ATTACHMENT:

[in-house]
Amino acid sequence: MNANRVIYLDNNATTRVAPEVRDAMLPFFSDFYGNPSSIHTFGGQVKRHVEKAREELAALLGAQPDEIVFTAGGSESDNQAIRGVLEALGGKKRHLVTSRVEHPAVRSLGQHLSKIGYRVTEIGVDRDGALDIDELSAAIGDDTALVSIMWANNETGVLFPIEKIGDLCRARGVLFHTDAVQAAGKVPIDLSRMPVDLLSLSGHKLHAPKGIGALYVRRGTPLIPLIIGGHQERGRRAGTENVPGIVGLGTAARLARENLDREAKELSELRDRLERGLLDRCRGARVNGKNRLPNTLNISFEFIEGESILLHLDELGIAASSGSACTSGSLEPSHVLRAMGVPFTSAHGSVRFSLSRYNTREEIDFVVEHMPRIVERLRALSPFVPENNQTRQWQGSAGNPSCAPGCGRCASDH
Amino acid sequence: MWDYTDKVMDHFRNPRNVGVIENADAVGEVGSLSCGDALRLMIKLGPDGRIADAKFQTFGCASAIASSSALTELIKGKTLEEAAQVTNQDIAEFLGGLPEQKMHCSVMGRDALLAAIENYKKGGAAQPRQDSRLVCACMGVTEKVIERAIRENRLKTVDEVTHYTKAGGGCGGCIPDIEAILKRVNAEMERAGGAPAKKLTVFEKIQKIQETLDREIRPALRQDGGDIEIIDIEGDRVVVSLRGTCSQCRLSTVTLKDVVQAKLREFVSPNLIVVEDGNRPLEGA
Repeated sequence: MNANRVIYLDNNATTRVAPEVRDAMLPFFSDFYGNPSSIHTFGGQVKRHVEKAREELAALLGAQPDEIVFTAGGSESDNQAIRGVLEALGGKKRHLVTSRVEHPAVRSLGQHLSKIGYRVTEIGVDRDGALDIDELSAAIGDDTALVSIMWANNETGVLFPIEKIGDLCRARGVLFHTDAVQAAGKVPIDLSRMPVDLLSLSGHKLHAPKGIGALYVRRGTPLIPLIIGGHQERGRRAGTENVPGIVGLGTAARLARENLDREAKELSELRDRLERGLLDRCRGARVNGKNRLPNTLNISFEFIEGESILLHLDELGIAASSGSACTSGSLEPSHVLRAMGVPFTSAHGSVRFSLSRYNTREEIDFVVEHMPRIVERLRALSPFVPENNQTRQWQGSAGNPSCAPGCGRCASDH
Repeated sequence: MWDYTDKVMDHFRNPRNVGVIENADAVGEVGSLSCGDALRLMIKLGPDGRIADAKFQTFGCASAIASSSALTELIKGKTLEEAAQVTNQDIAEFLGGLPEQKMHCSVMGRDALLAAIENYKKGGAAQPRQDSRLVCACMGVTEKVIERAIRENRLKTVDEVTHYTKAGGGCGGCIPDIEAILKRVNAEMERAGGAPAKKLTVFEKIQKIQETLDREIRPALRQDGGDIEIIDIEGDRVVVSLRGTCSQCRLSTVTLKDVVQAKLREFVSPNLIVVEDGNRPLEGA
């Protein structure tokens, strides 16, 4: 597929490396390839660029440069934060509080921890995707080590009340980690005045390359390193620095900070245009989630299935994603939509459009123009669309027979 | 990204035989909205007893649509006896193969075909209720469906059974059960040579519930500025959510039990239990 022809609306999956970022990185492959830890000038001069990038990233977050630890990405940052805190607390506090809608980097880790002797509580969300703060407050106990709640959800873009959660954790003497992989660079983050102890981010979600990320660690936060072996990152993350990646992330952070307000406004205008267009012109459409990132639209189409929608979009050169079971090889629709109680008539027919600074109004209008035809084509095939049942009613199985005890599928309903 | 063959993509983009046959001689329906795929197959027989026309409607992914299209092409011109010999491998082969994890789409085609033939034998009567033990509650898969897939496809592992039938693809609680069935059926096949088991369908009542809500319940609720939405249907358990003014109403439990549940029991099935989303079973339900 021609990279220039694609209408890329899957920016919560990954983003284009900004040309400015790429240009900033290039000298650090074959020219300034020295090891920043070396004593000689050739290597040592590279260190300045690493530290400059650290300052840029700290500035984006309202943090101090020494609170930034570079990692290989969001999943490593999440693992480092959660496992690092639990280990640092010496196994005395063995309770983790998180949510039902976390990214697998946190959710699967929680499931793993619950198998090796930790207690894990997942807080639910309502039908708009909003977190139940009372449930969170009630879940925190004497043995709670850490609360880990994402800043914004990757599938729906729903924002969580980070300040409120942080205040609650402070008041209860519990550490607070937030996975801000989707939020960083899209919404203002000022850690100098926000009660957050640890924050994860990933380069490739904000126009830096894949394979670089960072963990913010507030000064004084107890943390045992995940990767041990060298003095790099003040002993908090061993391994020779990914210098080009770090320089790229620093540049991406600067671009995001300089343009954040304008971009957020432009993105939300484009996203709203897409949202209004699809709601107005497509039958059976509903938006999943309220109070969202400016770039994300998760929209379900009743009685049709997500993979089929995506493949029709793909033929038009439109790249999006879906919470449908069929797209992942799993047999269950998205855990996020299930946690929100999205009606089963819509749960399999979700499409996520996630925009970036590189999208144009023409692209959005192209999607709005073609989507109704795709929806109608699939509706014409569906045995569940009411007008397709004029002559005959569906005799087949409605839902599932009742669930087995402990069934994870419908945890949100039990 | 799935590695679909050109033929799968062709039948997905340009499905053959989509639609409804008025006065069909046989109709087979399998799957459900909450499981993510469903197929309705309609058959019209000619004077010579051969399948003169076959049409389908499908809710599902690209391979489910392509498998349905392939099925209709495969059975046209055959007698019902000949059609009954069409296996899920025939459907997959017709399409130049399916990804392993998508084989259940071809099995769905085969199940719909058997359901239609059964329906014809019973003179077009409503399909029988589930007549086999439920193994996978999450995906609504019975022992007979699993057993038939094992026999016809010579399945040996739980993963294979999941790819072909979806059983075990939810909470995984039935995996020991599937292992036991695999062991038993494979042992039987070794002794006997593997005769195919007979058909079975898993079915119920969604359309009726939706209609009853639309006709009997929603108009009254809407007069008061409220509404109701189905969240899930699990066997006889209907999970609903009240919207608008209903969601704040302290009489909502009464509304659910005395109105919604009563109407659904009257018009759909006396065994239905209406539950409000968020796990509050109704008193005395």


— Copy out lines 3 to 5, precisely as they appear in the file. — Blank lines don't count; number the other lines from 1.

Amino acid sequence: MWDYTDKVMDHFRNPRNVGVIENADAVGEVGSLSCGDALRLMIKLGPDGRIADAKFQTFGCASAIASSSALTELIKGKTLEEAAQVTNQDIAEFLGGLPEQKMHCSVMGRDALLAAIENYKKGGAAQPRQDSRLVCACMGVTEKVIERAIRENRLKTVDEVTHYTKAGGGCGGCIPDIEAILKRVNAEMERAGGAPAKKLTVFEKIQKIQETLDREIRPALRQDGGDIEIIDIEGDRVVVSLRGTCSQCRLSTVTLKDVVQAKLREFVSPNLIVVEDGNRPLEGA
Repeated sequence: MNANRVIYLDNNATTRVAPEVRDAMLPFFSDFYGNPSSIHTFGGQVKRHVEKAREELAALLGAQPDEIVFTAGGSESDNQAIRGVLEALGGKKRHLVTSRVEHPAVRSLGQHLSKIGYRVTEIGVDRDGALDIDELSAAIGDDTALVSIMWANNETGVLFPIEKIGDLCRARGVLFHTDAVQAAGKVPIDLSRMPVDLLSLSGHKLHAPKGIGALYVRRGTPLIPLIIGGHQERGRRAGTENVPGIVGLGTAARLARENLDREAKELSELRDRLERGLLDRCRGARVNGKNRLPNTLNISFEFIEGESILLHLDELGIAASSGSACTSGSLEPSHVLRAMGVPFTSAHGSVRFSLSRYNTREEIDFVVEHMPRIVERLRALSPFVPENNQTRQWQGSAGNPSCAPGCGRCASDH
Repeated sequence: MWDYTDKVMDHFRNPRNVGVIENADAVGEVGSLSCGDALRLMIKLGPDGRIADAKFQTFGCASAIASSSALTELIKGKTLEEAAQVTNQDIAEFLGGLPEQKMHCSVMGRDALLAAIENYKKGGAAQPRQDSRLVCACMGVTEKVIERAIRENRLKTVDEVTHYTKAGGGCGGCIPDIEAILKRVNAEMERAGGAPAKKLTVFEKIQKIQETLDREIRPALRQDGGDIEIIDIEGDRVVVSLRGTCSQCRLSTVTLKDVVQAKLREFVSPNLIVVEDGNRPLEGA